The University of Washington's "Eden Project," led by Jerre Noe, received the first award in the National Science Foundation's Coordinated Experimental Research Program, from 1980-1985.
The Eden Project built a functioning "integrated distributed system" -- referred to in the proposal as a "building-sized computer" -- based upon a generalization of Hydra's object model.
Although the Eden system ultimately ran on a network of VAX-11/750s, five personal workstations ("Eden Node Machines") were built by the project in 1982. The Eden Node Machines used Intel iAPX-432 processors. They included monochrome bitmap displays. And real furniture-grade oiled wood monitor and keyboard cases, which were cheaper than steel in small quantities! The Eden Node Machine team was headed by John Bennett, then a graduate student at UW and now a faculty member at Rice University. Susan St. John, another graduate student on the team, is pictured here.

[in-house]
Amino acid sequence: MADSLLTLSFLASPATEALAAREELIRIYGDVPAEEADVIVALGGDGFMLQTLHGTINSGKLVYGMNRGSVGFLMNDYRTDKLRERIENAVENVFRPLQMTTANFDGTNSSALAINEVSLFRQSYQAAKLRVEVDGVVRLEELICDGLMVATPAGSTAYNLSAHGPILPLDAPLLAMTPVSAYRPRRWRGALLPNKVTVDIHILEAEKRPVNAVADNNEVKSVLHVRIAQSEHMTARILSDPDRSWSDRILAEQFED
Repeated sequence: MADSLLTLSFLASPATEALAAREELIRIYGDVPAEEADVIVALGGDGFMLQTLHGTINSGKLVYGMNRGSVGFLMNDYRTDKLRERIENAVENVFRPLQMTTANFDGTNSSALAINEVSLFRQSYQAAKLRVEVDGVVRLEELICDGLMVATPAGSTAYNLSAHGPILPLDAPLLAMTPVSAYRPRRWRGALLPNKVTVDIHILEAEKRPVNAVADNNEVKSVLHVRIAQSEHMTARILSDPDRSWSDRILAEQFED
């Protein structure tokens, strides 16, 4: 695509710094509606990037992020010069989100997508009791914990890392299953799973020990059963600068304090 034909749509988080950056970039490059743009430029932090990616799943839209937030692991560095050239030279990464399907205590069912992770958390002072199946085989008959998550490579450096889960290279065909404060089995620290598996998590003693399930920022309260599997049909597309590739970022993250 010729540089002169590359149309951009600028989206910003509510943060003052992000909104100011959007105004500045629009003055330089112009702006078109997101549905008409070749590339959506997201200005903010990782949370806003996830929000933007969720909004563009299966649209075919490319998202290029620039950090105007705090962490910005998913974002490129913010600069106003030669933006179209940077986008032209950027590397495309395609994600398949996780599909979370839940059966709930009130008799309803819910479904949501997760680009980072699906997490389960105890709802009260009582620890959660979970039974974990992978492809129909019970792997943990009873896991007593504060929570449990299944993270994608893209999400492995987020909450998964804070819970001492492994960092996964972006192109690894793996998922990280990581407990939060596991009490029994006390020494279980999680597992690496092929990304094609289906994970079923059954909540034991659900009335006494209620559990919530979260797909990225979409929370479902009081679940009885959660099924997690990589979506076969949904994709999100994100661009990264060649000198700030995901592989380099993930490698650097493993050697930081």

Eden was the first of five object-oriented systems built at the University of Washington. Emerald, also intended for networks of uniprocessors, cleaned up the Eden object model, solved a number of performance problems, and provided fine-grain mobility. Presto provided high performance support for parallel programs running on shared-memory multiprocessors. (A Sequent was the hardware base.) Amber generalized Presto to networks of multiprocessors (specifically DEC SRC Firefly personal multiprocessor workstations). Most recently, Opal exploits wide-address architectures to provide a new, flexible approach to sharing and protection.